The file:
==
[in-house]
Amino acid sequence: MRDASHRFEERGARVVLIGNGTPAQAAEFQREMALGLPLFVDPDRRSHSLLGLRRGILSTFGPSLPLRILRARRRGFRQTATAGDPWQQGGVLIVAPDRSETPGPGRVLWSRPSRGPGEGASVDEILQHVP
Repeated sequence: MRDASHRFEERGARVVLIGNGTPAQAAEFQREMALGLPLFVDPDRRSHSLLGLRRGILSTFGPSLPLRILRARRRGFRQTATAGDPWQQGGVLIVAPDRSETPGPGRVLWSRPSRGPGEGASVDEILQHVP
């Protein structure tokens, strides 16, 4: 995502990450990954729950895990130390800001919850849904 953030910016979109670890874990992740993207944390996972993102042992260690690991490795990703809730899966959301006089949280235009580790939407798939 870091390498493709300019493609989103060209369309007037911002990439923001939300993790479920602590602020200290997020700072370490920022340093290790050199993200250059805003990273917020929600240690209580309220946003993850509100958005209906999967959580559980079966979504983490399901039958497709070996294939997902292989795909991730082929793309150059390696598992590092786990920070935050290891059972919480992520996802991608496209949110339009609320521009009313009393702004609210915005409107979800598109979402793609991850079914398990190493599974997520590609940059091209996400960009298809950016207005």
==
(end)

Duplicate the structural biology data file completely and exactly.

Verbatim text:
[in-house]
Amino acid sequence: MRDASHRFEERGARVVLIGNGTPAQAAEFQREMALGLPLFVDPDRRSHSLLGLRRGILSTFGPSLPLRILRARRRGFRQTATAGDPWQQGGVLIVAPDRSETPGPGRVLWSRPSRGPGEGASVDEILQHVP
Repeated sequence: MRDASHRFEERGARVVLIGNGTPAQAAEFQREMALGLPLFVDPDRRSHSLLGLRRGILSTFGPSLPLRILRARRRGFRQTATAGDPWQQGGVLIVAPDRSETPGPGRVLWSRPSRGPGEGASVDEILQHVP
């Protein structure tokens, strides 16, 4: 995502990450990954729950895990130390800001919850849904 953030910016979109670890874990992740993207944390996972993102042992260690690991490795990703809730899966959301006089949280235009580790939407798939 870091390498493709300019493609989103060209369309007037911002990439923001939300993790479920602590602020200290997020700072370490920022340093290790050199993200250059805003990273917020929600240690209580309220946003993850509100958005209906999967959580559980079966979504983490399901039958497709070996294939997902292989795909991730082929793309150059390696598992590092786990920070935050290891059972919480992520996802991608496209949110339009609320521009009313009393702004609210915005409107979800598109979402793609991850079914398990190493599974997520590609940059091209996400960009298809950016207005």